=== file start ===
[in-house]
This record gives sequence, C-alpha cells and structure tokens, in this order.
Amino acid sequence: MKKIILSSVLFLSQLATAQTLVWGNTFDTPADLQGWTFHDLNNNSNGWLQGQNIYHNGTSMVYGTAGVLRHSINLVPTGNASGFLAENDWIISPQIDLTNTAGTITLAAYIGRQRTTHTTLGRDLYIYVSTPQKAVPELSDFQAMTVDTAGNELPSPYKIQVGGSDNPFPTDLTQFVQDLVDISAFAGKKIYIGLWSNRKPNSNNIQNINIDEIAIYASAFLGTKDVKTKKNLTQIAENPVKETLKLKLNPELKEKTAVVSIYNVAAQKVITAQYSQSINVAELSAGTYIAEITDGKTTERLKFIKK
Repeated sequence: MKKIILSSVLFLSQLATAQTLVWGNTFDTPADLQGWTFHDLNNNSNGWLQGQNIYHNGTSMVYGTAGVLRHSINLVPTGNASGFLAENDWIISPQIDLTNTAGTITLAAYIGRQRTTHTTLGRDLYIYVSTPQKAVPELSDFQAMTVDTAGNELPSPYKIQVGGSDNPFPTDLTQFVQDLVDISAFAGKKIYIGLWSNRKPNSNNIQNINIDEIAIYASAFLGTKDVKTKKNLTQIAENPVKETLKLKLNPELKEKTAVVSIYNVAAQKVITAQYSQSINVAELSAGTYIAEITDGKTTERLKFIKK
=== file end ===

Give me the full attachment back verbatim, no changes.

[in-house]
This record gives sequence, C-alpha cells and structure tokens, in this order.
Amino acid sequence: MKKIILSSVLFLSQLATAQTLVWGNTFDTPADLQGWTFHDLNNNSNGWLQGQNIYHNGTSMVYGTAGVLRHSINLVPTGNASGFLAENDWIISPQIDLTNTAGTITLAAYIGRQRTTHTTLGRDLYIYVSTPQKAVPELSDFQAMTVDTAGNELPSPYKIQVGGSDNPFPTDLTQFVQDLVDISAFAGKKIYIGLWSNRKPNSNNIQNINIDEIAIYASAFLGTKDVKTKKNLTQIAENPVKETLKLKLNPELKEKTAVVSIYNVAAQKVITAQYSQSINVAELSAGTYIAEITDGKTTERLKFIKK
Repeated sequence: MKKIILSSVLFLSQLATAQTLVWGNTFDTPADLQGWTFHDLNNNSNGWLQGQNIYHNGTSMVYGTAGVLRHSINLVPTGNASGFLAENDWIISPQIDLTNTAGTITLAAYIGRQRTTHTTLGRDLYIYVSTPQKAVPELSDFQAMTVDTAGNELPSPYKIQVGGSDNPFPTDLTQFVQDLVDISAFAGKKIYIGLWSNRKPNSNNIQNINIDEIAIYASAFLGTKDVKTKKNLTQIAENPVKETLKLKLNPELKEKTAVVSIYNVAAQKVITAQYSQSINVAELSAGTYIAEITDGKTTERLKFIKK